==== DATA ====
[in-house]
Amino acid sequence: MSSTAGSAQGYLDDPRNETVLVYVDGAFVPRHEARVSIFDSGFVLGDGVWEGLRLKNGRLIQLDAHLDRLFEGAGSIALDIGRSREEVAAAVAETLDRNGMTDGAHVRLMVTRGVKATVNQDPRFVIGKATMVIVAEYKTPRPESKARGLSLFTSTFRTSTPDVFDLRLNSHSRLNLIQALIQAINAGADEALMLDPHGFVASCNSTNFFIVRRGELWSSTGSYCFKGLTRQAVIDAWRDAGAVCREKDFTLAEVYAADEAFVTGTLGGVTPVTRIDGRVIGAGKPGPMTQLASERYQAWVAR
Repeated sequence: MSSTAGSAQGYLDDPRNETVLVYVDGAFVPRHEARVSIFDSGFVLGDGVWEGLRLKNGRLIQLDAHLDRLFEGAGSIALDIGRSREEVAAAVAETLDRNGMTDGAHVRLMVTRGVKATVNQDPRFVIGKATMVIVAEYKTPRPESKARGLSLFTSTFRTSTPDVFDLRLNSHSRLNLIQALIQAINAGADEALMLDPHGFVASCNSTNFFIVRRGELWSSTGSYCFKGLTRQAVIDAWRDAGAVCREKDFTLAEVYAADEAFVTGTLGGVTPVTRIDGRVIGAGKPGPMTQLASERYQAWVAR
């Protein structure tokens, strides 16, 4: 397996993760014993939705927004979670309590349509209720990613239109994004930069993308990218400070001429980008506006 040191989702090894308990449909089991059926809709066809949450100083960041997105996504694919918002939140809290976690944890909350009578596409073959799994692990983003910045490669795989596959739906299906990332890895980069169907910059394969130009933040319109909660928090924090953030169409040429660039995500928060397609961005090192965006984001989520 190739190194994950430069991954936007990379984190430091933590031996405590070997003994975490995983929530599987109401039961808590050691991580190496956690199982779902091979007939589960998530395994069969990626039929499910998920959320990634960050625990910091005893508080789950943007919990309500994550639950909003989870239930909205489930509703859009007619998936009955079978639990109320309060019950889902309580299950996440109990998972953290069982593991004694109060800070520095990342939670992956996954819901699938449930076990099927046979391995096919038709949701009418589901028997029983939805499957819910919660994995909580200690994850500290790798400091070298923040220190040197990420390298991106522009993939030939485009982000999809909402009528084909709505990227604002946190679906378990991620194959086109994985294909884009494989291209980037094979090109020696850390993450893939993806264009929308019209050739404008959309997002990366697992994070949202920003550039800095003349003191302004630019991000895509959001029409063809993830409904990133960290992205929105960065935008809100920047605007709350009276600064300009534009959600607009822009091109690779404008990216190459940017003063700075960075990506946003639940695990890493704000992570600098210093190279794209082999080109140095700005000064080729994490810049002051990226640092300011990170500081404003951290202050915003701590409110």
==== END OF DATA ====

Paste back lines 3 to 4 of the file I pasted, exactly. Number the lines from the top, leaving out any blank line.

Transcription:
Repeated sequence: MSSTAGSAQGYLDDPRNETVLVYVDGAFVPRHEARVSIFDSGFVLGDGVWEGLRLKNGRLIQLDAHLDRLFEGAGSIALDIGRSREEVAAAVAETLDRNGMTDGAHVRLMVTRGVKATVNQDPRFVIGKATMVIVAEYKTPRPESKARGLSLFTSTFRTSTPDVFDLRLNSHSRLNLIQALIQAINAGADEALMLDPHGFVASCNSTNFFIVRRGELWSSTGSYCFKGLTRQAVIDAWRDAGAVCREKDFTLAEVYAADEAFVTGTLGGVTPVTRIDGRVIGAGKPGPMTQLASERYQAWVAR
């Protein structure tokens, strides 16, 4: 397996993760014993939705927004979670309590349509209720990613239109994004930069993308990218400070001429980008506006 040191989702090894308990449909089991059926809709066809949450100083960041997105996504694919918002939140809290976690944890909350009578596409073959799994692990983003910045490669795989596959739906299906990332890895980069169907910059394969130009933040319109909660928090924090953030169409040429660039995500928060397609961005090192965006984001989520 190739190194994950430069991954936007990379984190430091933590031996405590070997003994975490995983929530599987109401039961808590050691991580190496956690199982779902091979007939589960998530395994069969990626039929499910998920959320990634960050625990910091005893508080789950943007919990309500994550639950909003989870239930909205489930509703859009007619998936009955079978639990109320309060019950889902309580299950996440109990998972953290069982593991004694109060800070520095990342939670992956996954819901699938449930076990099927046979391995096919038709949701009418589901028997029983939805499957819910919660994995909580200690994850500290790798400091070298923040220190040197990420390298991106522009993939030939485009982000999809909402009528084909709505990227604002946190679906378990991620194959086109994985294909884009494989291209980037094979090109020696850390993450893939993806264009929308019209050739404008959309997002990366697992994070949202920003550039800095003349003191302004630019991000895509959001029409063809993830409904990133960290992205929105960065935008809100920047605007709350009276600064300009534009959600607009822009091109690779404008990216190459940017003063700075960075990506946003639940695990890493704000992570600098210093190279794209082999080109140095700005000064080729994490810049002051990226640092300011990170500081404003951290202050915003701590409110």